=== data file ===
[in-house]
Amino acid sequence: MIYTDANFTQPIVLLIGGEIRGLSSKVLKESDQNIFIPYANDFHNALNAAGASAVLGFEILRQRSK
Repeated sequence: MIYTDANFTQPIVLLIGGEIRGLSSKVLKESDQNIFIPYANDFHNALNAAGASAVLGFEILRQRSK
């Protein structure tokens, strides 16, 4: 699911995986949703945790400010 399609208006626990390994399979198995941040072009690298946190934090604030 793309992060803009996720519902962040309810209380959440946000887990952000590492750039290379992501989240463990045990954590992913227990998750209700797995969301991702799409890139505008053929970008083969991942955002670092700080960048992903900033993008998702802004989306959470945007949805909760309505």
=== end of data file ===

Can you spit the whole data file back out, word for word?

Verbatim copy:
[in-house]
Amino acid sequence: MIYTDANFTQPIVLLIGGEIRGLSSKVLKESDQNIFIPYANDFHNALNAAGASAVLGFEILRQRSK
Repeated sequence: MIYTDANFTQPIVLLIGGEIRGLSSKVLKESDQNIFIPYANDFHNALNAAGASAVLGFEILRQRSK
């Protein structure tokens, strides 16, 4: 699911995986949703945790400010 399609208006626990390994399979198995941040072009690298946190934090604030 793309992060803009996720519902962040309810209380959440946000887990952000590492750039290379992501989240463990045990954590992913227990998750209700797995969301991702799409890139505008053929970008083969991942955002670092700080960048992903900033993008998702802004989306959470945007949805909760309505």